The Rise and Fall of the Roman Empire Essay

The Rise and Fall of the Roman Empire Essay

The Rise and Fall of the Roman Empire Essay

1041 Words
5 Pages

The era dominated by Roman empire is one the most well-known and influential periods of history, home to famous names from Julius Caesar to Jesus Christ. At its height, Rome’s territory stretched from the Atlantic coastline to the Middle East, reigning over 60 million people, one-fifth of the population of the ancient world. However, the Roman empire’s treatment of their conquered people’s and their own citizens ultimately led to the permanent downfall of Rome.

Even in the century before the official replacement of the Roman republic by the empire, Rome expanded immensely as a result of the Punic wars. Rome fought the Punic Wars between 264 and 146 BCE against the nearby trade empire Carthage over the nearby island of Sicily, a

…show more content…

The Roman empire owed its existence to Julius Caesar’s military genius and leadership. At the time of his birth, the Roman republic was rife with corruption, losing touch with the people as Rome rapidly expanded. In addition, the republic suffered much unrest due to an excess of slave labor, leaving many unemployed for the government to sustain with basic food and entertainment, or “bread and circuses.” Caesar changed this, joining partnership with two other prominent men, the wealthy Crassus and the general Pompey, to form the First Triumvirate. However, he quickly took the reins of the new government, securing his position as dictator with many populist actions, such as distributing land to poor farmers. They, in turn, showed loyalty toward their leader, providing unity and patriotism. The Roman empire was born into the perfect geographical and cultural circumstances to rise to greatness.

The Roman empire suffered many problems throughout its rise and several centuries of subsequent power. To begin with, they dealt with many outside invasions, including the Burgundians, Franks, Alemanni, Ostrogoths, Vandals, Visigoths, and Anglo-Saxon peoples. The invaders considered most barbaric were the Huns, which the Roman historian Ammianus Marcellinus describes as people who “surpass all other barbarians in the wilderness of life.” He further describes “they are so little advanced

Show More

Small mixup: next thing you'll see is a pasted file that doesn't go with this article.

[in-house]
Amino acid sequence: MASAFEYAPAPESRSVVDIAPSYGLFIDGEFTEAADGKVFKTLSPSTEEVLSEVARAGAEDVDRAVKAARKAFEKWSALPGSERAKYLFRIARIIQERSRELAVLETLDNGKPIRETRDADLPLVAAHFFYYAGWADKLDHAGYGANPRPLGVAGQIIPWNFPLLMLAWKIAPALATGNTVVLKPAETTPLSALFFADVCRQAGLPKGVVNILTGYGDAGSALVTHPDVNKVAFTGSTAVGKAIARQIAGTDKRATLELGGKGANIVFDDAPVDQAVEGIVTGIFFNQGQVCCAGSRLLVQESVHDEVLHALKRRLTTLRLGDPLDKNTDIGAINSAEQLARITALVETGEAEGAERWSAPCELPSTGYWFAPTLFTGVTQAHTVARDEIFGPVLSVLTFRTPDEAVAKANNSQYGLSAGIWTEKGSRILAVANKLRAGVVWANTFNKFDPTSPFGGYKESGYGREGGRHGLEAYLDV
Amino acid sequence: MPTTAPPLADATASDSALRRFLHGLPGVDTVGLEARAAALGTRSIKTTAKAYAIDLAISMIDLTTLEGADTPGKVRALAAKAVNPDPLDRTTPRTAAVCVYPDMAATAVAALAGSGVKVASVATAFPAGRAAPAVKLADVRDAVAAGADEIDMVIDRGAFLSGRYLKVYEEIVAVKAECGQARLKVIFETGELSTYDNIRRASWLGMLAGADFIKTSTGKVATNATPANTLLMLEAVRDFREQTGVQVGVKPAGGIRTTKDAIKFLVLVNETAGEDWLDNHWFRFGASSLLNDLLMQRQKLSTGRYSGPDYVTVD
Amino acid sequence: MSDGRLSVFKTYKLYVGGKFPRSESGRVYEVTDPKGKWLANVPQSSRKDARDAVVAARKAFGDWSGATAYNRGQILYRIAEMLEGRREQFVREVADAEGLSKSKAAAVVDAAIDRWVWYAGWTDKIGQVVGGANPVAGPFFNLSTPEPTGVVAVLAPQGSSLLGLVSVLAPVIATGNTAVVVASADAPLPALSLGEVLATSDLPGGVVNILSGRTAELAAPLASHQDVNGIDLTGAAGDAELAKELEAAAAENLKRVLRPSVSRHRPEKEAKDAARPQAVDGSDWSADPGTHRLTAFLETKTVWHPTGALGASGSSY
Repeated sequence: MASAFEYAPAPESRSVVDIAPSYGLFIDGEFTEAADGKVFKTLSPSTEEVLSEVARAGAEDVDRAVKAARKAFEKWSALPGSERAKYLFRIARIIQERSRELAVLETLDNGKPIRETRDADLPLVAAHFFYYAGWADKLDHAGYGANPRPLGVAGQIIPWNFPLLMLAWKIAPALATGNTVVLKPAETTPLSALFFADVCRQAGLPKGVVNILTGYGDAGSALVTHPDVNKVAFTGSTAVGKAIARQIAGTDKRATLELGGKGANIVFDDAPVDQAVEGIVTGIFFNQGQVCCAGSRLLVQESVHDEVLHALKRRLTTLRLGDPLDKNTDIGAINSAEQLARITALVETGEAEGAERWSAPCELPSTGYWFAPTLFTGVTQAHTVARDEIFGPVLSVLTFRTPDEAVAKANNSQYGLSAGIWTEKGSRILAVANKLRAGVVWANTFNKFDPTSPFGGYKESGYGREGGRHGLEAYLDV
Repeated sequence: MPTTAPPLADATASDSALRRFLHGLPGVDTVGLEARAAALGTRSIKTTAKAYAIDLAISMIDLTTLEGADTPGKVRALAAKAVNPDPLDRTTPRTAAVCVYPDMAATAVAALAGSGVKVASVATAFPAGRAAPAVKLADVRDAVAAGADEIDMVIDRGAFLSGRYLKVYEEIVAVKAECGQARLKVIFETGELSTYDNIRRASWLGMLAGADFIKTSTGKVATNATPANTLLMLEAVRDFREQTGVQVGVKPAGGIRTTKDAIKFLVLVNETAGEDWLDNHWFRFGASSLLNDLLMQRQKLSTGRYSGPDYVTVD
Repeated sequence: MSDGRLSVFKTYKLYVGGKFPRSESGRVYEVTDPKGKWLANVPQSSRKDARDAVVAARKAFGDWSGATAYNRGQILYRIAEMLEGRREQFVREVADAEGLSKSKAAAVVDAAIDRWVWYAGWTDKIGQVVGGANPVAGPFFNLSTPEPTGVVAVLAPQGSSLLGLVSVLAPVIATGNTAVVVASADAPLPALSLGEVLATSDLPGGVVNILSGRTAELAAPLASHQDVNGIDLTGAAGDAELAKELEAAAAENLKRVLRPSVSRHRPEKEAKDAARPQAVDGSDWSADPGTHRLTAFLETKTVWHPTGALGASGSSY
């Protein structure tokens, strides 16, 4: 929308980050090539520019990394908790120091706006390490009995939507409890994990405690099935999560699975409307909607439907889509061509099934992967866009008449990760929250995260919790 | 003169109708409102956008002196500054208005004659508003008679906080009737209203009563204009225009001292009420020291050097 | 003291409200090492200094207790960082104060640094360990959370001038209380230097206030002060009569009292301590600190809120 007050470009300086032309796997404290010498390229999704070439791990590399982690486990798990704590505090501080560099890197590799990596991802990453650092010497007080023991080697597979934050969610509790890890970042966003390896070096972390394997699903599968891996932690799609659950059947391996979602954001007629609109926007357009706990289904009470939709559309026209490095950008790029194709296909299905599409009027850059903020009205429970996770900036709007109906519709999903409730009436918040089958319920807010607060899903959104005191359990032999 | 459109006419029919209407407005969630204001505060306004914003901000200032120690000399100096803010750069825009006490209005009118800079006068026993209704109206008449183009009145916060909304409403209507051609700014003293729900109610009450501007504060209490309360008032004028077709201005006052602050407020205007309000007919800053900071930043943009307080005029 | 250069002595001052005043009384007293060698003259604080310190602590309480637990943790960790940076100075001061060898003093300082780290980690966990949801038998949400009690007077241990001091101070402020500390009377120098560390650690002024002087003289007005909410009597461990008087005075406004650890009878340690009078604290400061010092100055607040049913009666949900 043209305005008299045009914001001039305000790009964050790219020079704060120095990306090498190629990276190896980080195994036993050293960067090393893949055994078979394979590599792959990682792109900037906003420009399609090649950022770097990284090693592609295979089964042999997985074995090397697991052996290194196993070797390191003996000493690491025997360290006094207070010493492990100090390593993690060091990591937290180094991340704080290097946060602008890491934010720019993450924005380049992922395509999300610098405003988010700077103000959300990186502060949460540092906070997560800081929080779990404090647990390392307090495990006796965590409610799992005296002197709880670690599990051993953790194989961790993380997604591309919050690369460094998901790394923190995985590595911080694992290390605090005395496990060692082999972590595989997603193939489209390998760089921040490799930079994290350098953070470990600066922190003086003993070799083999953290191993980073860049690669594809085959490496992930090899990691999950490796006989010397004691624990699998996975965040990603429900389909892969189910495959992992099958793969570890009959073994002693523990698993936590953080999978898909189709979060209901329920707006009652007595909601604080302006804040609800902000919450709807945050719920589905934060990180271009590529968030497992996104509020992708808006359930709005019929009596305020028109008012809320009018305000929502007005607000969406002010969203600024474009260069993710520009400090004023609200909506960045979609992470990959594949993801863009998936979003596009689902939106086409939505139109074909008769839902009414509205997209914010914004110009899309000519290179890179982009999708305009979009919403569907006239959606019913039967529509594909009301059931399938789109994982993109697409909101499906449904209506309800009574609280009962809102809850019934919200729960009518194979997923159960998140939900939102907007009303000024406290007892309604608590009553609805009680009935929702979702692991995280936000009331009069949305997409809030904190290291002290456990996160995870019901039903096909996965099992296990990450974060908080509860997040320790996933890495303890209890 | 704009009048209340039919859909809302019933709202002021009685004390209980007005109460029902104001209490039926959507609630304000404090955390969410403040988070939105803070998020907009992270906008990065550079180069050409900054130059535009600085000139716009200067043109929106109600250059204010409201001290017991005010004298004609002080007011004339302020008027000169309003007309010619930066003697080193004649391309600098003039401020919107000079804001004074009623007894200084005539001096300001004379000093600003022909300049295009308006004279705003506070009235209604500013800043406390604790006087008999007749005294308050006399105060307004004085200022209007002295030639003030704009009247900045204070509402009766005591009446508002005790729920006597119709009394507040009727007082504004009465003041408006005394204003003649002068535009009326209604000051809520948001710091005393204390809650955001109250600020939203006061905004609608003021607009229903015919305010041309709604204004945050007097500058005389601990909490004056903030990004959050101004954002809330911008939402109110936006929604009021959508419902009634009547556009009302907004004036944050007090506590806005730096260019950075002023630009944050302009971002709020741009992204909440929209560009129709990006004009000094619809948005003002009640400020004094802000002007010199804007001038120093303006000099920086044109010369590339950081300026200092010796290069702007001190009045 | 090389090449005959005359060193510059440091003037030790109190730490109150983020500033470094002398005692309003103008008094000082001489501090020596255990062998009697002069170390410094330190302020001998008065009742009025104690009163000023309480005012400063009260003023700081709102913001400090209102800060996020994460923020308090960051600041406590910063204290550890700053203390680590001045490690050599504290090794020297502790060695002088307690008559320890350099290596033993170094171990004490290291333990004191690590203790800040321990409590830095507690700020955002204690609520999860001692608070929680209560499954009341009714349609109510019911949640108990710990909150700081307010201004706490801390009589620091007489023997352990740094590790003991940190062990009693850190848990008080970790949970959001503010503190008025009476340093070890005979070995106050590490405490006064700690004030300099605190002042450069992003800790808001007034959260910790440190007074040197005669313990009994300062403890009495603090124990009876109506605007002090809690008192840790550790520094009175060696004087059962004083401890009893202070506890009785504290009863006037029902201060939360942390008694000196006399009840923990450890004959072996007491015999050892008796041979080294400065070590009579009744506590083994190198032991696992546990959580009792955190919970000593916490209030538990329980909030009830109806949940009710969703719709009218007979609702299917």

Related
  • Fall of the Roman Empire

    1288 Words | 6 Pages

    The Pax Romana was a two hundred year time period where the Romans had peace and prosperity under Augustus. The Roman empire started to decline at the end of the prevail of the last five emperors, Marcus Aurelius in 161-180 A.D. The rulers in the next century had no idea how to deal with the problems the empire was having. There was many reasons to the fall of the Roman Empire but three stood out the most. The preliminary reason was the economy begins to decline. The alternative reasoning was Rome…

    Show More

  • The Fall and Rise of the Roman Empire Essay

    637 Words | 3 Pages

    How powerful the Roman Empire was! Rome the ultimate country of its time slowly declined and vanished from our world. After starting with a small settlement off the Tiber River in Italy Rome expanded its borders and claimed territory around the entire Mediterranean and more. Rome also lasted for over a thousand years elapsing over late B.C.E and early C.E. In spite of all that, Rome was far from perfect. This powerful state was brought to its collapse through challenges that would be cataclysmic…

    Show More

  • The Fall of the Roman Empire Essays

    1265 Words | 6 Pages

    The fall of the Roman Empire in the West is seen as one of the most pivotal points in all of human history. This event traditionally marks the transition from classical civilization to the birth of Europe. There is an absolutely tremendous scholarly interest in this subject; thousands of books have been published and endless numbers of essays and theories, as to the cause, have been written. Why did the Roman Empire in the West fall? It is difficult to pinpoint a simple explanation. Some scholars…

    Show More

  • Fall of the Roman Empire

    758 Words | 4 Pages

    Taylor Davino
    Professor Horsley
    HIS 126
    3 March 2010

    The fall of the Roman Empire
    Political, economic and social aspects were all involved in the fall of the Roman Empire. In 395 A.D., Rome was divided into two empires, with one capital in Rome and the other in Constantinople. During that time, the western Roman Empire was being invaded by barbarian tribes from the North. In 410, the Visigoth tribe succeeded in conquering the western capital in Rome. In 476, the western Emperor…

    Show More

  • The Rise and Fall of the Roman Empire Essay examples

    1385 Words | 6 Pages

    rather than conquered provinces. The only threats that ever came were from the unorganized barbarian tribes who’s conquest brought nothing to the Empire. (Mahoney, 2001)
    The rise of the Roman Empire had many contributors. These factors would include strength in the military, society, leadership, religious, and architectural aspects of the Roman Empire. The Roman army was the largest of the group though. The army was at first only meant to defend the city of Rome but later set out to conquer. The army…

    Show More

  • Rise of the Roman Empire Essay

    1196 Words | 5 Pages

    Rise of the Roman Empire

    The legend about Rome’s origins puts the founding of the city at around 735 B.C. It is said that a Vestal Virgin gave birth to twin boys, Romulus and Remus, and claimed that they were the sons of the god Mars. The Vestal Virgin was the sister of a king. The king believed that she was lying and imprisoned her. He put her two boys in a basket and threw it into the Tiber River. A she-wolf found the twins and raised them. The twins, Romulus and Remus, came back and killed the…